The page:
Todd Essig, Ph.D.

Todd Essig Ph.D.


Confusing race and religion is dangerous

Religion is about faith and practice, not blood

Posted Aug 23, 2010

I had to read it twice. I couldn't believe what was on the screen at Psychology Today. But there it was:  "Anybody who believes Barack Obama is Christian must also believe that Michael Jackson was white" and then that President Obama is a Muslim because his "father was a Muslim Kenyan, descended from a long line of Muslims." Yikes!

What's going on here? Had Rupert Murdoch bought PT and brought us under the Fox umbrella? Or worse? Has it suddenly become acceptable to (mis)use psychology to support the classic genocidal lie that people of different religions are different races? 

Think about it.This dangerous religion-equals-race ideology lumps Latin American Catholics with Irish Catholics; puts Moroccan Jews in the same genetic bin with my ancestors from Lithuanian, Polish, and German shtetls; and erases racial differences between Indonesian Muslims and Lebanese Muslims. Doesn't make much sense, does it?

And the Obama religion-equals-race claim is even more outrageous. Let's do a quick thought experiment: Imagine if as a child President Obama's father had met a Christian missionary and converted well before he ever met the President's mother. Let's say further he even became a minister, stayed with Obama's mother, and raised his son in a devout Christian household (far-fetched I know, but it is just a thought-experiement). In that scenerio do you think it possible anyone would say he was a Muslim because he had two Muslim grandparents? And if they did, what would it say about the person holding those views?

But lets give Dr. Kanazawa the benefit of some collegial doubt. Maybe he was inadvertently using this hot-button political issue to illustrate the concept of endogamy and make his overall point that genetics is destiny. Or maybe he was trying to use a hot-button issue to generate some traffic. Either way he should get a pass. The problem is the idea, not the writer. Regardless of the writer's intent, the ideas of psychology should not be (mis)used to support a destructive ideology that has been recruited in the service of partisan political battles.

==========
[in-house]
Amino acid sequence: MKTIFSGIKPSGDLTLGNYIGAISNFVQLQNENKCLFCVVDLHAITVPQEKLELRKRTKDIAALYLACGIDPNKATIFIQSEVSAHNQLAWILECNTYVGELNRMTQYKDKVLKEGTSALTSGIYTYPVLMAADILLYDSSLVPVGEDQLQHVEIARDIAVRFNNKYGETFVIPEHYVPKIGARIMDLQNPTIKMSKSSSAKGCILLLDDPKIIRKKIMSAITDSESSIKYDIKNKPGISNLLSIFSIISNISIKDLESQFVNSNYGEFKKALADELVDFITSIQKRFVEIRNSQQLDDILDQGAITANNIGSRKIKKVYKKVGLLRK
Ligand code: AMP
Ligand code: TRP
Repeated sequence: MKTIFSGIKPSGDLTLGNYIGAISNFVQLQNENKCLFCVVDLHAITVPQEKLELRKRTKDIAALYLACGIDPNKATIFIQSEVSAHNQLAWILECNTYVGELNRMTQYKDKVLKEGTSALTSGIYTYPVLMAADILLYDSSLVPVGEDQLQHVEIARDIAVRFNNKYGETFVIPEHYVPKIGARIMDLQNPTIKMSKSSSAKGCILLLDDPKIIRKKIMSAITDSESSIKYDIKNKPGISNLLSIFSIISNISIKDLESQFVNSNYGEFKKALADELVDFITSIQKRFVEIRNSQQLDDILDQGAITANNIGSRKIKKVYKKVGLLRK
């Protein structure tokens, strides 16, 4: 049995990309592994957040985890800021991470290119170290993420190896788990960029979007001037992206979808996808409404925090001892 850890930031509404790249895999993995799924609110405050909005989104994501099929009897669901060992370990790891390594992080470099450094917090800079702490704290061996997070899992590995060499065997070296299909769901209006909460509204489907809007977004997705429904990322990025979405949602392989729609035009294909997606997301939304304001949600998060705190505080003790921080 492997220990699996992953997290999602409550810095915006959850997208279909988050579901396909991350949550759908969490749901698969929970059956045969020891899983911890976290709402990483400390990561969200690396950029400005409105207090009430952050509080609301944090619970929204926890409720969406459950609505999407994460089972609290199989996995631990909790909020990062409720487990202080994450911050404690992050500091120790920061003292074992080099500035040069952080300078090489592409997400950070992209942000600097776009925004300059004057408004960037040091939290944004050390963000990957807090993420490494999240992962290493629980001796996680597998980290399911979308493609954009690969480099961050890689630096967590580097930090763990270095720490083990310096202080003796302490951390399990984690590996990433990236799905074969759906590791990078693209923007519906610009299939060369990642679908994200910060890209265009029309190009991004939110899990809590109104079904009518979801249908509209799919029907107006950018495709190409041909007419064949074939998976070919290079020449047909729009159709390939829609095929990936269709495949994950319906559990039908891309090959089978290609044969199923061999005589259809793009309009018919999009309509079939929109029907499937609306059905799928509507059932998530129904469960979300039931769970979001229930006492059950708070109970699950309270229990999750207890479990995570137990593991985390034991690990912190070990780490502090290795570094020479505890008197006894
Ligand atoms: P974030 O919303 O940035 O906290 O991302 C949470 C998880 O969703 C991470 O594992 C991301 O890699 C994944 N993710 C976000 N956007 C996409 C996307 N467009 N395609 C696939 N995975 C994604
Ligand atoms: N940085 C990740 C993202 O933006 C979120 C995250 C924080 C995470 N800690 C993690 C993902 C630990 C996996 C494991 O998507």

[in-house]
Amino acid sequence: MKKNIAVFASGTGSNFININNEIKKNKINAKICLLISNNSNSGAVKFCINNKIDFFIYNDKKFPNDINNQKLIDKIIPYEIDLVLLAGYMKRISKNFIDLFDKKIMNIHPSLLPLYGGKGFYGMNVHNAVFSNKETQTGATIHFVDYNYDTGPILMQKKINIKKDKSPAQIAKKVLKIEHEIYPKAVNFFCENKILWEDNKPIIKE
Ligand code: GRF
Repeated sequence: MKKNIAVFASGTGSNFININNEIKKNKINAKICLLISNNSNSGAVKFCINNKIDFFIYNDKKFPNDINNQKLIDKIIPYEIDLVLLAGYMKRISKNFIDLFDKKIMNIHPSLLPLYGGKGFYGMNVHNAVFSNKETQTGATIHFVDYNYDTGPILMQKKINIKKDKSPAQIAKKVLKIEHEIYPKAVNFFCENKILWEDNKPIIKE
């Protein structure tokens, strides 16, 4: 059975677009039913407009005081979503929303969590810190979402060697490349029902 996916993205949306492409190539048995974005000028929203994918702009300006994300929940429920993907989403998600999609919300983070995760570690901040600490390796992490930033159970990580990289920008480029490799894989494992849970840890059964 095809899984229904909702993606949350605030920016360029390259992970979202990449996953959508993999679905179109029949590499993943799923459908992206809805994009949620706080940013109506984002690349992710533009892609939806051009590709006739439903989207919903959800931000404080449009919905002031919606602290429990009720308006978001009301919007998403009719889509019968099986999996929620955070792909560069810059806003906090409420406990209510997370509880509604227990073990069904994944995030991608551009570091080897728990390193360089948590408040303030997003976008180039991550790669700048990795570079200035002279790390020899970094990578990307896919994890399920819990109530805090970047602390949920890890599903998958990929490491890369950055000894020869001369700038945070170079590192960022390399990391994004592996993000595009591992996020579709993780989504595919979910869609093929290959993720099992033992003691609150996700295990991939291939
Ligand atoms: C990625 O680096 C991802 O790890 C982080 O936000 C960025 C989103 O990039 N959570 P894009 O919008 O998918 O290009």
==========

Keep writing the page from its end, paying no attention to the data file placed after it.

Yes, of course, President Obama is a genetic mix of a white mother and black father and he shares a genetic legacy from each. And the relative social isolation of his paternal ancestors can be used to illustrate the concept of a deme—a group that over time becomes genetically distinct—as was done. But the President is also a man who identifies, and is identified, as a Christian black man who himself married a Christian black woman and is helping raise their two Christian black children.

President Obama has as much Muslim blood as you or I have: which is precisely and exactly none because there is no such thing as Muslim blood. Neither is there any such thing as Catholic blood nor Jewish blood. There is human blood, wonderfully diverse human blood.  And the fact of the matter is that our President is just like we are—he is not genetically distinct because of the faith of his father—despite the efforts of right-wing racist idealogues who find his otherness terrifying and unacceptable.

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